Sure, if you have low traffic, then testing is probably not for you. But I would still write new ads, just to keep things fresh. For the rest of you, testing should be a part of your optimization.
Google has an Experiments feature in the account. Use that. It’s not as sophisticated as other tools out there, but it does the job. You select the metrics you want to increase and start your experiment. Once you see good results, just hit Apply, and you’re done.
A proper A/B testing involves a bit more work, so this is just a high-level overview. But I have it on my list to write a detailed blog post explaining everything you need to know about testing.
7. Abusing broad match keywords
You may have heard about recommendations from Google to add more broad keywords, especially when you use automated bidding strategies, such as CPA bidding. It can help. I’ve seen in some accounts that it works great, as Google can find more people with long tail keywords.
But don’t forget that broad keywords are a lot broader than you might think. For example, if you have the keyword “running shoes” as a broad match keyword, Google might show your ad to people searching for “running socks.” Is it good? It depends. If you have a full offering for people who are into running, then you might have socks, and people might buy them. This way, you get extra sales without having the keyword “running socks”. In this case, Google and broad match keywords worked great together.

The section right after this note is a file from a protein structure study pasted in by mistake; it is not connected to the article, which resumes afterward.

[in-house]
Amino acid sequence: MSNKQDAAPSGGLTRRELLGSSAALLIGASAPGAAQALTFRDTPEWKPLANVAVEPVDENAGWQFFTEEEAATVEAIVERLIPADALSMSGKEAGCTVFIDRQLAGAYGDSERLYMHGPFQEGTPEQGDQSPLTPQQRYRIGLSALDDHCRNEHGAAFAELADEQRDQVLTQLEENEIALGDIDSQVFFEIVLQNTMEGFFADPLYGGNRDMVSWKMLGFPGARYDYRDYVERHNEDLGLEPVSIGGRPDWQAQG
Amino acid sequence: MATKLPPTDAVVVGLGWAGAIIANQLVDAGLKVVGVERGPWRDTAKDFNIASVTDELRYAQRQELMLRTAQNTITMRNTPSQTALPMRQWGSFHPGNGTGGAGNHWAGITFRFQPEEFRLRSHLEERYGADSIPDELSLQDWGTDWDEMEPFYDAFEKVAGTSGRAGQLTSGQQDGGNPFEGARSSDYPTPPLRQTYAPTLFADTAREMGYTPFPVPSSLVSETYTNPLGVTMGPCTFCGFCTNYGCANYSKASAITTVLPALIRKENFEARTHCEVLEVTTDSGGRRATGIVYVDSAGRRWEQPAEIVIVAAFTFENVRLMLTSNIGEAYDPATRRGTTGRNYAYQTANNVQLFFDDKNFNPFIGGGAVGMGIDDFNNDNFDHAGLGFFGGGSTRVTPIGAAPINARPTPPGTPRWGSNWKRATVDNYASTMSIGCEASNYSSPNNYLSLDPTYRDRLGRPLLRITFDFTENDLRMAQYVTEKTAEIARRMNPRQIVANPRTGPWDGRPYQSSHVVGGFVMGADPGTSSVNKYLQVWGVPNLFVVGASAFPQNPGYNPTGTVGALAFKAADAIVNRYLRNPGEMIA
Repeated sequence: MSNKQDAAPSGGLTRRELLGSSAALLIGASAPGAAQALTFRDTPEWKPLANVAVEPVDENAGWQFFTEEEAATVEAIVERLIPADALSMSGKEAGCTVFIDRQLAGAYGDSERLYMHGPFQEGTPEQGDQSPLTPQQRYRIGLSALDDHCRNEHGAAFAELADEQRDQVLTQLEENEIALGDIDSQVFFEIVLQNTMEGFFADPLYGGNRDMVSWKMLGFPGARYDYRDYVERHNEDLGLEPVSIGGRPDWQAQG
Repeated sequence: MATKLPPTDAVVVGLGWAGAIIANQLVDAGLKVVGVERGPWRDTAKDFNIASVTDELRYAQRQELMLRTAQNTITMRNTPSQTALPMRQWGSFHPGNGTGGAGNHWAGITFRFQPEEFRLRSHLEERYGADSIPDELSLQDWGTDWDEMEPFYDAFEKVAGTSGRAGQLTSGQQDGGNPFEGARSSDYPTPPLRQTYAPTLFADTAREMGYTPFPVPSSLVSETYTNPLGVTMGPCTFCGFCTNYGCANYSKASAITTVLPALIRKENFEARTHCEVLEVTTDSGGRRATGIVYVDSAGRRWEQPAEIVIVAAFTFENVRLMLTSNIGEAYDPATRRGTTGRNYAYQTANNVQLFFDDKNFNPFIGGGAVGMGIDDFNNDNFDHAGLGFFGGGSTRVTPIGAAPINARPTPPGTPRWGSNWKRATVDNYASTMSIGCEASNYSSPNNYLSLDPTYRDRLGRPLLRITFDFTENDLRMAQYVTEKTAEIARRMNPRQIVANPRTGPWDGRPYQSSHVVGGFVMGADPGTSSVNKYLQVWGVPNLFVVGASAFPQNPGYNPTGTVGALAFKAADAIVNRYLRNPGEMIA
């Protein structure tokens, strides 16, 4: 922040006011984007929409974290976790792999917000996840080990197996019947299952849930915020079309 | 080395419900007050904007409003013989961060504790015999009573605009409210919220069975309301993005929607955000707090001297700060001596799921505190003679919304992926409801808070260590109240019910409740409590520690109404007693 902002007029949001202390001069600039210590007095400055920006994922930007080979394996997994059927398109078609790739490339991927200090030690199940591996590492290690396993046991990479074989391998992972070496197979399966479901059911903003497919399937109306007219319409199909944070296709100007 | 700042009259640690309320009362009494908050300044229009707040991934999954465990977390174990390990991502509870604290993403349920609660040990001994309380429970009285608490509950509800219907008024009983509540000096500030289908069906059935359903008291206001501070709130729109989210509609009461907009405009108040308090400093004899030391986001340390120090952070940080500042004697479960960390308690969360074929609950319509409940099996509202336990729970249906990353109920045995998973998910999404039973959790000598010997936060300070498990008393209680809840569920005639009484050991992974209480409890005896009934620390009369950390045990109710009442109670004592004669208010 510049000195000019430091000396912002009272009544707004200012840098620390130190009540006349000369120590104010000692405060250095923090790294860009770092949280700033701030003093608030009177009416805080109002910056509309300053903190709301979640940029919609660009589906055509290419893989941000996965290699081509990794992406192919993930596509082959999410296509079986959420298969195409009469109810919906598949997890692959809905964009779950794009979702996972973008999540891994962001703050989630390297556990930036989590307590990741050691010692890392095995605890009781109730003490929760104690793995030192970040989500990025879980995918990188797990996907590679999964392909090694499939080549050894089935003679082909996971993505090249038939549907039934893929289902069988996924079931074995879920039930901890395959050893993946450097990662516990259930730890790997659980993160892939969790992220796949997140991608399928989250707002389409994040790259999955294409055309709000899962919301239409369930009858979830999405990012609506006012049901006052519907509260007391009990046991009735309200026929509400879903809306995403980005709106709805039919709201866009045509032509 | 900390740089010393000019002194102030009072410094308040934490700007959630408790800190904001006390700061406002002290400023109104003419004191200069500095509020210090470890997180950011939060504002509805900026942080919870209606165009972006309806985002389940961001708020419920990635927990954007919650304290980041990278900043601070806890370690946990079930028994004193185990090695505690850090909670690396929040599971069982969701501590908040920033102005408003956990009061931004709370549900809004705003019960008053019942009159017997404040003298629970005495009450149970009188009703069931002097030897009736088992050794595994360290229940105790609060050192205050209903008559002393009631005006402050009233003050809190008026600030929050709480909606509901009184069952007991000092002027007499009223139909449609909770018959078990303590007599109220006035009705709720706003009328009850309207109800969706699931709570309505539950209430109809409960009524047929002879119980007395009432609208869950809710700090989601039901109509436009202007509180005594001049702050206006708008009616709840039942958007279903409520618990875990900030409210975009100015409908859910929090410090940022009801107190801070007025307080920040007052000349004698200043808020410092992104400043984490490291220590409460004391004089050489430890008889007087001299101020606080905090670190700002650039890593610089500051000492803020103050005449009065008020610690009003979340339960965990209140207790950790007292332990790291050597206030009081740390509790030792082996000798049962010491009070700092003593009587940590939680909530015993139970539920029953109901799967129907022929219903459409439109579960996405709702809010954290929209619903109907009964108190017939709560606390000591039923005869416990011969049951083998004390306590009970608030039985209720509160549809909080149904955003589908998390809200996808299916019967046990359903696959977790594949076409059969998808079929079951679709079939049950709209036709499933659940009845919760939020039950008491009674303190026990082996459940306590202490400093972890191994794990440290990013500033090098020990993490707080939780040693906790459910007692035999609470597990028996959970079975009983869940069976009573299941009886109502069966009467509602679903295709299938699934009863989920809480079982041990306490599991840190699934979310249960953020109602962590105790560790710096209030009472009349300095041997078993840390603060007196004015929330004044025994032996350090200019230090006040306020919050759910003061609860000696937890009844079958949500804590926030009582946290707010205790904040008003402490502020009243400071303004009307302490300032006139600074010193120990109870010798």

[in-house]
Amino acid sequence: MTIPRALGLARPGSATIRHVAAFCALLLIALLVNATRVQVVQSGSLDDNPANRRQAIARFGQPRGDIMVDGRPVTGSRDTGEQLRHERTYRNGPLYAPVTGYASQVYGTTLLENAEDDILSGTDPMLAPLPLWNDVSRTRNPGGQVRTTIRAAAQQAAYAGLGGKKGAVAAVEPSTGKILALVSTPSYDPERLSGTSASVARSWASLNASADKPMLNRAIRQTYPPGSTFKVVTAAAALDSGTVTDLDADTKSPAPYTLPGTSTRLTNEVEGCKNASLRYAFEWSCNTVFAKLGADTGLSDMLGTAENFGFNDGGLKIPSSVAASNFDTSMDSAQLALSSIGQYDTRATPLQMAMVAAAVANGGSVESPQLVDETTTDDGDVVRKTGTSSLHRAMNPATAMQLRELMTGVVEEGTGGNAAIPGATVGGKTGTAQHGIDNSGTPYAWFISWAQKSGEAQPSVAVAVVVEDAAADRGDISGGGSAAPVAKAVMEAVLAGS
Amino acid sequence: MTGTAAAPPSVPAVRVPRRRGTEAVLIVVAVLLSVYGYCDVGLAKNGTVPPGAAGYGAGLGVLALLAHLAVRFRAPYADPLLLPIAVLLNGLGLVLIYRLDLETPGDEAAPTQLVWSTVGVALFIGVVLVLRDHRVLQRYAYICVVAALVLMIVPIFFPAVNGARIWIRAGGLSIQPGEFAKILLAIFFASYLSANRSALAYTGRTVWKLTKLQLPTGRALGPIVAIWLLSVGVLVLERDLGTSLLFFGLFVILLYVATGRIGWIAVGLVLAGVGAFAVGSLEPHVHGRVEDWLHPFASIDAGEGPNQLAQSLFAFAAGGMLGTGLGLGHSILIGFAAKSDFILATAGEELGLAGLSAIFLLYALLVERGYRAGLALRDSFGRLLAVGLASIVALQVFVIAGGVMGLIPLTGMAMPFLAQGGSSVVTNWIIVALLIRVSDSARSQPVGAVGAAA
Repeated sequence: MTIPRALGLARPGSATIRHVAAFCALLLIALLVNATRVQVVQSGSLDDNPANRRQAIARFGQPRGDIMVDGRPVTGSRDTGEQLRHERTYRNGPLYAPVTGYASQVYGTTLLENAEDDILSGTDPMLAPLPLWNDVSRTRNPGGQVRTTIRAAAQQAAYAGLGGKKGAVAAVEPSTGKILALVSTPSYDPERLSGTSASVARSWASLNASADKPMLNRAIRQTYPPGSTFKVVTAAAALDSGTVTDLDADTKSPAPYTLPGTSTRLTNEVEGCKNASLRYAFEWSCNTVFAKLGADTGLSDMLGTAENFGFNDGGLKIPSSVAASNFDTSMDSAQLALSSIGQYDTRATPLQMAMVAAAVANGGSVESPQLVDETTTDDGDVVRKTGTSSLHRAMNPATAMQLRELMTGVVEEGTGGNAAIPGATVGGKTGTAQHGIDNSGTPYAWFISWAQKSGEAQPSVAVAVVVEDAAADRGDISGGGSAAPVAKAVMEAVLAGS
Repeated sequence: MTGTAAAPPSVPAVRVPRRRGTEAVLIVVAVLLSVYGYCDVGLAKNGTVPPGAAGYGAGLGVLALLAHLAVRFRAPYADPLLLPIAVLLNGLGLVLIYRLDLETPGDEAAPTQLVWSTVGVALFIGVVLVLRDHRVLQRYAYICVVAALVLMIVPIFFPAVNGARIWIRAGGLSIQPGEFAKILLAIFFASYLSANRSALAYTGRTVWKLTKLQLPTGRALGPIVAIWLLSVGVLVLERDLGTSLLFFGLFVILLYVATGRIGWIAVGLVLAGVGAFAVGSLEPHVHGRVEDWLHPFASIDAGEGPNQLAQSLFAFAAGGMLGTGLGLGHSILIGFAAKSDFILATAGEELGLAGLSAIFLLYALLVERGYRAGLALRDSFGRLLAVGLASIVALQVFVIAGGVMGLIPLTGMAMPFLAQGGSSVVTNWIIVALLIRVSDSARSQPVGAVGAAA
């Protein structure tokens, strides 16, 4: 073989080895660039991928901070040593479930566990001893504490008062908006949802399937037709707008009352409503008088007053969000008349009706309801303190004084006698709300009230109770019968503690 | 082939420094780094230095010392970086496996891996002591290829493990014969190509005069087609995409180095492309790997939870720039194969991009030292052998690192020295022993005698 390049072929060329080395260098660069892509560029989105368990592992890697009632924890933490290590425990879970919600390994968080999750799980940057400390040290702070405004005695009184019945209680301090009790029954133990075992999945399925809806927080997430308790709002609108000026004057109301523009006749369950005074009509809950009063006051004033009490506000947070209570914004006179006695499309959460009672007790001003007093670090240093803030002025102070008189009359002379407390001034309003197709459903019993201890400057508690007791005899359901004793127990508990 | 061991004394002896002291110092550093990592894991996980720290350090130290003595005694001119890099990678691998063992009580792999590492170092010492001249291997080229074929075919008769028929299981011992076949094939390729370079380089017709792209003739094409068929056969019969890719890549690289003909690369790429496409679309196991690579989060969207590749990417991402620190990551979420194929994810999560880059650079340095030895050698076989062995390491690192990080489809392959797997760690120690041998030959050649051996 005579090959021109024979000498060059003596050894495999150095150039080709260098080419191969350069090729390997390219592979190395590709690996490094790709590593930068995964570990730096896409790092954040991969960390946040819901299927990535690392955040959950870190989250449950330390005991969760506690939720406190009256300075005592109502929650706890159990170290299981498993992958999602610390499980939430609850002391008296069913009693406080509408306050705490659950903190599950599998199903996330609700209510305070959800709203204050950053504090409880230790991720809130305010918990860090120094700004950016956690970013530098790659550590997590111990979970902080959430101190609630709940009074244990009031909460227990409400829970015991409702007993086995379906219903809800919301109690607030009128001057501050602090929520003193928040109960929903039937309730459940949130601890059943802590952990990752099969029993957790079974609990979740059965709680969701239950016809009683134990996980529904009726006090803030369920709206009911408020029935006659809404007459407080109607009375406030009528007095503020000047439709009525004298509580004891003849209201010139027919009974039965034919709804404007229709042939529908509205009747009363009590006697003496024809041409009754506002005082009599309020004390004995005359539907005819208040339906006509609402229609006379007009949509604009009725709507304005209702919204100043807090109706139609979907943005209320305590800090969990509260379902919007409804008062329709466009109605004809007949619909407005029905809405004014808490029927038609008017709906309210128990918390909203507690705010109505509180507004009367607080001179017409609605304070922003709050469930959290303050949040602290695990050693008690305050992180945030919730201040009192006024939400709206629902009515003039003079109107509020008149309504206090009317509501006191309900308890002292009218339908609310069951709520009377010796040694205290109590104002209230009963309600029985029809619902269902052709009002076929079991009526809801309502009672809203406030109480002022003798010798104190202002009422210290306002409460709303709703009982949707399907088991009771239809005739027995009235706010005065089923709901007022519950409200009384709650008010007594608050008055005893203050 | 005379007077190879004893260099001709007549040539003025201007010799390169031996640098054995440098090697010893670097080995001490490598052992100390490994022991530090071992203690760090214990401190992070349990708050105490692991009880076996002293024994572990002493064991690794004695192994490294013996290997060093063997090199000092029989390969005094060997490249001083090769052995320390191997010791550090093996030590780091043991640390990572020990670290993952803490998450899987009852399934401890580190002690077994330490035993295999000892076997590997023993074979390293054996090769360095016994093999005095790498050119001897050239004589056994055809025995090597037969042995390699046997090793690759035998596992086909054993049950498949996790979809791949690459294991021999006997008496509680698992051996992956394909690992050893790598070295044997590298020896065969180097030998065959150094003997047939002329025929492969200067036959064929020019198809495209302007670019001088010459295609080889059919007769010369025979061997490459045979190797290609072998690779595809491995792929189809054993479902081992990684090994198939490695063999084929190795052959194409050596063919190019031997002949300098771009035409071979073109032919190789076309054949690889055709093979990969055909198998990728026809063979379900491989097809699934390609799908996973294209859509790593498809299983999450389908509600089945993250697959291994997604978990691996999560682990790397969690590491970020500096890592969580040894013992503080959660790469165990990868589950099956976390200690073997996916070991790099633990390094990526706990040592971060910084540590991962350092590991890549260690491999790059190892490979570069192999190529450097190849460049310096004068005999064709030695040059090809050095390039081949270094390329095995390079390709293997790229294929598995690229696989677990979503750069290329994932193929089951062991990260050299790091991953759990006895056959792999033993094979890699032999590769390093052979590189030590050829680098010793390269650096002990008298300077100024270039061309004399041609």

But what if you don’t sell socks? What if you focus on shows? Then, this search and the user who visited your site will leave it and not buy anything. You just wasted your money.
Broad match keywords can bring more conversions, but those campaigns must be supervised and checked frequently.
8. Not bidding on your brand keywords
There are two camps on this subject.
Camp 1, says that it’s a waste of money and that your website ranks on top for your brand search. So why should you bid on the traffic that will come through an organic search?
Camp 2, says that you should bid on brand keywords, and there are several reasons why:
- if you’re not bidding, someone else will. Bidding on competitor keywords is quite common. And ads are shown higher than organic results.
- if you have brand ads you control the text of the ad. Not only that, you can change it frequently if needed. Not so easy with organic results
- same with a landing page. With organic brand search, you will get your home page (most likely). Wits ads you control your landing page and can direct traffic to any page, better utilizing this traffic.